Studying electives that are congruent with an organisation’s specialisation can give you an added advantage in job interviews.

If you’re unsure which area of social work appeals to you, read our breakdown of service sectors here.


Well-read candidates who can critically analyse practice and back their opinions with evidence will always impress recruiters.

Whether you’re studying on campus or online, get your hands on some social work journals and get reading. Choose articles that interest you, and read and analyse for enjoyment. It’s amazing how much soaks in when no one is forcing your hand! At the very least, you’ll have a few pieces of research to — casually — refer to during your interview.  

2. Gaining experience

Finding experience in the field is one of the best ways of getting ahead when it comes to job-hunting. While a social work course offers invaluable field placement experience, this doesn’t necessarily give you an advantage over peers, as they’ll be undertaking placements too. So look for relevant experience that’ll separate you from other students, while at the same time impress recruiters.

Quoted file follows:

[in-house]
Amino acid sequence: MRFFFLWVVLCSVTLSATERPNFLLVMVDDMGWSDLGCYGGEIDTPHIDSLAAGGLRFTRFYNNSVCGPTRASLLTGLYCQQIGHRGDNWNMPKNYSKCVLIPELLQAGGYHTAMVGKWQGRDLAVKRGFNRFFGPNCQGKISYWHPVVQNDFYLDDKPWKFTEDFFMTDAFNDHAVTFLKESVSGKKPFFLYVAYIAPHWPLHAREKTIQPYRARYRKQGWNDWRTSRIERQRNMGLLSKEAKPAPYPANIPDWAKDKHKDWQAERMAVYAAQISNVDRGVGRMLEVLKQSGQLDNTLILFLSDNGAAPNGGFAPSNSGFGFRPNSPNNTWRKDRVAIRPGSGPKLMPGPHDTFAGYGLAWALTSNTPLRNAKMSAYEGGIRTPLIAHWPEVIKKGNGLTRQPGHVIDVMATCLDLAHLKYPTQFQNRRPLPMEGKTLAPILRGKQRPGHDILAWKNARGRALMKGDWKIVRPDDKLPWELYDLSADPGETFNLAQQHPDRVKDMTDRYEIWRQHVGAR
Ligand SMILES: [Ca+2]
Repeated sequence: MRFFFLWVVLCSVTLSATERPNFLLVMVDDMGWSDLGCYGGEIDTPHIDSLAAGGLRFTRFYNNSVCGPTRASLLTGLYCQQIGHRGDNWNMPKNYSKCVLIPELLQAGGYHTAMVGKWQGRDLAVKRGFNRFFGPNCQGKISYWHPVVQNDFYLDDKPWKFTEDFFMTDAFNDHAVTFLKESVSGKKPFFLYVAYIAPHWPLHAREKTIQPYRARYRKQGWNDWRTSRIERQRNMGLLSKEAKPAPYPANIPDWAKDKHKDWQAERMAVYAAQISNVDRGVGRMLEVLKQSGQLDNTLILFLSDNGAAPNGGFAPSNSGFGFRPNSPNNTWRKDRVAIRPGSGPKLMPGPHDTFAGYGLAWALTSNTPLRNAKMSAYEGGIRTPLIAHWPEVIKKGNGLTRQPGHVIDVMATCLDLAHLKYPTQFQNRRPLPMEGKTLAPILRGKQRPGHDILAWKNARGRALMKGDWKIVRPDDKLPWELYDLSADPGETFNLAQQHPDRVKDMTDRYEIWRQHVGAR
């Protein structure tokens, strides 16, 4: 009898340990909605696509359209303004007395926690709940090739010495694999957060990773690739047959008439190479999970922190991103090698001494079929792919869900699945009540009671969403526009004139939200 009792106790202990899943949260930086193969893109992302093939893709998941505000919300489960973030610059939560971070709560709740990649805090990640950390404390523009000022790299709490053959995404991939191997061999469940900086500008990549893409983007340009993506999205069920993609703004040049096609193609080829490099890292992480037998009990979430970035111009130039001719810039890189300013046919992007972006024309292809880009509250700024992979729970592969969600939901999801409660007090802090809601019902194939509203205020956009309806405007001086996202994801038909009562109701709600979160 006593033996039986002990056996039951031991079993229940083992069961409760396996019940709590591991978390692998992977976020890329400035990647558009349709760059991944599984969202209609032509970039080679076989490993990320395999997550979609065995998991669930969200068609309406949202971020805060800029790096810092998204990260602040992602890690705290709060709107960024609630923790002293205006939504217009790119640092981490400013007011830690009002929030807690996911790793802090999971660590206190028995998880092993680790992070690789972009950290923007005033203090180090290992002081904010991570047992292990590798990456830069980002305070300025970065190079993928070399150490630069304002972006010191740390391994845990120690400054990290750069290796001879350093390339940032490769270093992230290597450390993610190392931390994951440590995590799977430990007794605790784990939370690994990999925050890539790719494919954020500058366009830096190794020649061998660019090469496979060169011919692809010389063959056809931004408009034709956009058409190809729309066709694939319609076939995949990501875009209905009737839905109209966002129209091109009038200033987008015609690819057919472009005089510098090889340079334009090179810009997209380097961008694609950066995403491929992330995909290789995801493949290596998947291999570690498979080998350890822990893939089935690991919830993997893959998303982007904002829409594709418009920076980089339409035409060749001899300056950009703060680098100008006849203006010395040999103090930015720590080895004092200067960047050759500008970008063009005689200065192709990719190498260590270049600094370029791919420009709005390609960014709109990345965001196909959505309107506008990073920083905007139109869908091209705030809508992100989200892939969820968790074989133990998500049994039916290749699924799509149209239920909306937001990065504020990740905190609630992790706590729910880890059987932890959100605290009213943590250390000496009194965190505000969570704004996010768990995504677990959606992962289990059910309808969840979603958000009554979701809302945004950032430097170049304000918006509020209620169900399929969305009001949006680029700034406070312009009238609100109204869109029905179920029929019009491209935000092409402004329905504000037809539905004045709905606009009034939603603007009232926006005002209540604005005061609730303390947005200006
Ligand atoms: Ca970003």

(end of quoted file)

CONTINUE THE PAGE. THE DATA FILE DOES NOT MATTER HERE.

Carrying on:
Focus on experiences that’ll develop key social work skills, like building relationships with clear boundaries, learning to work with people of different ages or cultures, collaborating with others to problem solve, or empowering people to reach their potential.

Such experiences can be found in paid or volunteer work, and as ongoing, short-term or one-off arrangements. So really, there’s no excuse not to. The more diverse your experiences, the more well rounded you’ll appear.

Consider the following suggestions:

  • Work at an aged care facility and learn about informed consent, the challenges of losing independence, and the issues surrounding elder abuse.
  • Join an organisation that runs social activities for people with a disability. Learn about various disabilities, behaviour support plans, non-verbal means of communication and the NDIS.